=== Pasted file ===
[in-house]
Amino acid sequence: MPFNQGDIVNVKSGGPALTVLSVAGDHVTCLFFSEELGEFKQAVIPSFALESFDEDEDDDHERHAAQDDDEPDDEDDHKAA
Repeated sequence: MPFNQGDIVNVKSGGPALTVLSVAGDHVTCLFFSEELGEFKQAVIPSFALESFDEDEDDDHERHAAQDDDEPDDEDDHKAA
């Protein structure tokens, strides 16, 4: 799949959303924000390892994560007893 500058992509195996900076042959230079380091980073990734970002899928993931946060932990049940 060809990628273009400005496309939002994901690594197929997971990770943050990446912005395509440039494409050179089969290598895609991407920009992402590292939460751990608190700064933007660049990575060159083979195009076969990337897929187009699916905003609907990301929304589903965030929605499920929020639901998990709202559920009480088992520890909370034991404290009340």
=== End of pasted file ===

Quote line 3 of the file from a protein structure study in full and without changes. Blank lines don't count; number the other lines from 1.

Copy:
Repeated sequence: MPFNQGDIVNVKSGGPALTVLSVAGDHVTCLFFSEELGEFKQAVIPSFALESFDEDEDDDHERHAAQDDDEPDDEDDHKAA